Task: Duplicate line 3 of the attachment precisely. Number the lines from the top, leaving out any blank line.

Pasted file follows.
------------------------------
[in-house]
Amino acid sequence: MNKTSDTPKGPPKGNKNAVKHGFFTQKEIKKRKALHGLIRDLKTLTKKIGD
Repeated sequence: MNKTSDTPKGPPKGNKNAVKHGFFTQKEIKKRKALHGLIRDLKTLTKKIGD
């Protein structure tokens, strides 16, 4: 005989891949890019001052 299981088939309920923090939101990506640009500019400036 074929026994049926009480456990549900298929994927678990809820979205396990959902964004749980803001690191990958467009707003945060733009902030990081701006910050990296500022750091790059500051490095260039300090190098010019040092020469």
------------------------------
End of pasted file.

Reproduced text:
Repeated sequence: MNKTSDTPKGPPKGNKNAVKHGFFTQKEIKKRKALHGLIRDLKTLTKKIGD